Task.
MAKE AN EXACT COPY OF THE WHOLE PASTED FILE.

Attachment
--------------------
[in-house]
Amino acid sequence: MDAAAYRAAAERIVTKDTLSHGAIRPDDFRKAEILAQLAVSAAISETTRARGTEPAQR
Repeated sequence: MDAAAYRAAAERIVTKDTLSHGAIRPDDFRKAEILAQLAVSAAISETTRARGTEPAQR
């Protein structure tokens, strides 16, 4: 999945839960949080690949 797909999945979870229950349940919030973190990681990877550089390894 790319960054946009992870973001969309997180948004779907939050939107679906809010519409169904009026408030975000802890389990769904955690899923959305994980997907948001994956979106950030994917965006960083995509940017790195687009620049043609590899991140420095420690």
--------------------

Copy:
[in-house]
Amino acid sequence: MDAAAYRAAAERIVTKDTLSHGAIRPDDFRKAEILAQLAVSAAISETTRARGTEPAQR
Repeated sequence: MDAAAYRAAAERIVTKDTLSHGAIRPDDFRKAEILAQLAVSAAISETTRARGTEPAQR
């Protein structure tokens, strides 16, 4: 999945839960949080690949 797909999945979870229950349940919030973190990681990877550089390894 790319960054946009992870973001969309997180948004779907939050939107679906809010519409169904009026408030975000802890389990769904955690899923959305994980997907948001994956979106950030994917965006960083995509940017790195687009620049043609590899991140420095420690």